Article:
Thursday, June 19, 2014

May 2014 federal polling averages

With the Ontario election campaign having kept us busy, it is time to finally take a look at the federal polling averages from May. There were only three polls conducted during the month, surveying just under 7,000 people. The numbers showed stability, the kind of stability that has been a feature of federal polling for much of the last 14 months.

The Liberals led for the 14th consecutive month in May with 33.9% support, a drop of 0.8 points since April. The Conservatives were down 0.5 points to 29.2%, while the New Democrats were up 0.2 points to 22.9%.

The Greens were up 1.1 points to 6.9% and the Bloc Québécois was down to 5.4%. Support for other parties stood at 1.7%.

How stable have things been? The Liberals have averaged between 34% and 36% support for the last five months. The Conservatives have averaged between 28% and 30% in 12 of the last 14 months, while the NDP has been pegged at between 23% and 25% for each of the last 14. That is a pretty settled electorate.

The Liberals narrowly led in British Columbia with 30.4%, a drop of 2.7 points. The Conservatives had 29.5% (+0.8) and the New Democrats 24.1% (-1.6), while the Greens picked up 3.2 points to hit 14.1% support. Apart from an anomalous December 2013, when only one poll was in the field, that 14% is the best the Greens have managed in B.C. since November 2010.

The Conservatives dropped in Alberta to 48%, a decrease of 8.7 points. The Liberals were up 1.7 points to 23%, while the NDP put up their best numbers since November 2013 with a gain of 2.6 points to 17.1%. The Greens were up 3.6 points to 8.5%.

Alberta has been, as usual, the least competitive region of the country in recent years. But the trend line for the Conservatives is certainly not a positive one. The Liberals are generally polling better than they did before the 2011 collapse, with support in the mid-to-low 20s. The same can be said for the New Democrats. Through they aren't at the 20% they routinely put up before and after Thomas Mulcair's leadership victory, they are usually registering in the mid-to-high teens, better than the 10% to 12% they could usually bank upon in 2009-2010.

Note that in the tracking charts, I have removed the markers denoting when interim leaders took over. I did this mostly to avoid cluttering up the chart, particularly in Quebec where the Bloc has had a musical chairs of leaders recently: Daniel Paillé in December 2012, André Bellavance in December 2013, Jean-François Fortin this past February, and now Mario Beaulieu.

In the Prairies, the Conservatives decreased 1.5 points to 41.2%, followed by the Liberals at 28.7% (-2.1). That is the lowest Liberal score in the Prairies since September 2013. The NDP was up 4.6 points to 22.8%, while the Greens were down 0.4 points to 6%.

The Liberals continued to lead in Ontario, up 1.3 points to 37.8%. They have been between 36% and 38% in the province since October 2013. The Conservatives were up two points to 34.8%, while the NDP was down three points to 19.8%. That is their lowest result since May 2013. The Greens were down 0.2 points to 6.1%.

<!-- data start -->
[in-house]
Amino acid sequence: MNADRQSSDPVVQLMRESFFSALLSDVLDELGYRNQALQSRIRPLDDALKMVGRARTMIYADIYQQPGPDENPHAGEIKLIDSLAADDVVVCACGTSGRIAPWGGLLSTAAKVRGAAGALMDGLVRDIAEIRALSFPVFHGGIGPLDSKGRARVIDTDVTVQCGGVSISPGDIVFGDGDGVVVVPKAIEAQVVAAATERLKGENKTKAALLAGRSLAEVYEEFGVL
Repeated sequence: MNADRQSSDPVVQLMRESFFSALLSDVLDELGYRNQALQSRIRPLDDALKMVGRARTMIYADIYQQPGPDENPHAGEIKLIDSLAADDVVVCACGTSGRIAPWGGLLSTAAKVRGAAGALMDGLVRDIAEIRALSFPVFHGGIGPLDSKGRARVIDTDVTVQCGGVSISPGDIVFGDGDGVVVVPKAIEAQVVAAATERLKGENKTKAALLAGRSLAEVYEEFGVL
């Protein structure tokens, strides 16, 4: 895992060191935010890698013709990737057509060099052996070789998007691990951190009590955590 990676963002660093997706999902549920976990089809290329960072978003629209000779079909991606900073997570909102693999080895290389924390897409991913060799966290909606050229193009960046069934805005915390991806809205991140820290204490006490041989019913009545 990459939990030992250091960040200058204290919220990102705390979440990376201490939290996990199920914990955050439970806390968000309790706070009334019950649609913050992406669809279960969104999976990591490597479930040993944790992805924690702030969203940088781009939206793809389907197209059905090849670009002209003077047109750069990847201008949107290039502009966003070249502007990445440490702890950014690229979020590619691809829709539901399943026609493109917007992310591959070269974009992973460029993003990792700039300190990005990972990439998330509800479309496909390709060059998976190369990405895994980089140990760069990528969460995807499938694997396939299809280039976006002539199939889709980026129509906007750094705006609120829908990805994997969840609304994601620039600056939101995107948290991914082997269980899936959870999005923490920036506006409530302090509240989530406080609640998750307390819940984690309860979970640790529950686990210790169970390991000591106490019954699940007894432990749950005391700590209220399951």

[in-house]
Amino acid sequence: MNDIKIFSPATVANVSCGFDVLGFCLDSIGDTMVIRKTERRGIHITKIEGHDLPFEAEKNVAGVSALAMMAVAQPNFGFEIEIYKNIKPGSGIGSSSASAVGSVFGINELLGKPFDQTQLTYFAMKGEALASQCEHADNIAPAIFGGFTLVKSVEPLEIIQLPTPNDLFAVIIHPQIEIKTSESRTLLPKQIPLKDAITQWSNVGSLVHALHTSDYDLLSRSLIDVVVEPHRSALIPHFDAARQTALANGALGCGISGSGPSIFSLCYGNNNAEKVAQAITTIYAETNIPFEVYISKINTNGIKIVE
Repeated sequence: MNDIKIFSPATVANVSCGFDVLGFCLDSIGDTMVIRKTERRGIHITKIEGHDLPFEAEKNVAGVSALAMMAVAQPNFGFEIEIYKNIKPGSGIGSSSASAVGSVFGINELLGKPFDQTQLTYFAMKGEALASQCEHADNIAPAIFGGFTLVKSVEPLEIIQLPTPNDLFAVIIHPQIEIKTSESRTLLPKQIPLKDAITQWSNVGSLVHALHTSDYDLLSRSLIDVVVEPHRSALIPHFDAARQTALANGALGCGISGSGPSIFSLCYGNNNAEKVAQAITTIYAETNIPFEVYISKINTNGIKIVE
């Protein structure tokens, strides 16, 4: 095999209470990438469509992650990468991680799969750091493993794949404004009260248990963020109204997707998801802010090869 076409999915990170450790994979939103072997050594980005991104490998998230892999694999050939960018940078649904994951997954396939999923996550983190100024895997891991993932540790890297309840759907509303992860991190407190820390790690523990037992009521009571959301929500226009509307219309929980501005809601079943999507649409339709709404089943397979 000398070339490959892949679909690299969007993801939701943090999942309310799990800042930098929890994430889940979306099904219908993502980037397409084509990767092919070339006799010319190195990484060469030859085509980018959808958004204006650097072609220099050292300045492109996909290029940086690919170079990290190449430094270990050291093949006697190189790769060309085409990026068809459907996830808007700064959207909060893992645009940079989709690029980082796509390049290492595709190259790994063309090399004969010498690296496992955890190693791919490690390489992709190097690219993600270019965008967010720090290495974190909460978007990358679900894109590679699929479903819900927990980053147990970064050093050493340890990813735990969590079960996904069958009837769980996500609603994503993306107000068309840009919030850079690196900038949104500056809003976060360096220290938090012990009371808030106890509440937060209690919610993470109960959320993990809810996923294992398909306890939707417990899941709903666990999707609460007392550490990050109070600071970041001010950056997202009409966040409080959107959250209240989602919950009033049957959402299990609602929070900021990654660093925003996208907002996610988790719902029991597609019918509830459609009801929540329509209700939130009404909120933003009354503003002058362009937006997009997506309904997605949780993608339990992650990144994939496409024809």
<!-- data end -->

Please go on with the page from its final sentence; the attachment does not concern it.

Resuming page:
For the first time since Justin Trudeau became Liberal leader, the Liberals did not hold an outright lead in Quebec last month. The party was down 2.8 points to 30.2%, their lowest since March 2013, while the New Democrats were up 1.3 points to 29.9%, their best since that date. The Bloc Québécois was up 1.2 points to 21.4%, and the Conservatives were up 0.2 points to 13.6%. Are the Tories picking up support in Quebec? They were at 12% in November-December, 13% in January-February, and have been around 14% since March. The Greens were down 0.2 points to 3.3% in the province.

The Liberals continued to dominate in Atlantic Canada, down 0.4 points to 53.7% (the Liberals have averaged 54% in each of the last three months). The Conservatives were down 4.6 points to 18.9%, their lowest since June 2013, while the NDP was up 0.5 points, also to 18.9%. The Greens were up 4.1 points to 7.2%.

With these levels of support, the Liberals and Conservatives would likely tie with about 128 seats apiece. That represents no change for the Tories compared to April, and a gain of one seat for the Liberals. The NDP was down five seats to 72, while the Bloc was up four seats to eight and the Greens were unchanged at two.

The Liberals made seat gains in Atlantic Canada (+2), Ontario (+1), and Alberta (+1), but dropped in Quebec (-3). The Conservatives were up in British Columbia (+3) and Ontario (+1), but were down in Atlantic Canada (-2), the Prairies (-1), and Alberta (-1). The NDP was up in the Prairies (+1), and down in Quebec (-1), Ontario (-2), and British Columbia (-3).

Stability is the word as we start ticking down on the 2015 election, now just 16 months away (or less than 12, if you believe that the Conservatives will pull the plug after a spring budget). One thing to keep an eye on in the next few months is the support of the Bloc. They are already quite low, but Beaulieu's start has been just short of a disaster. If that translates into a few extra points being made available to the other parties, that could be important in the multitude of very close ridings in the province.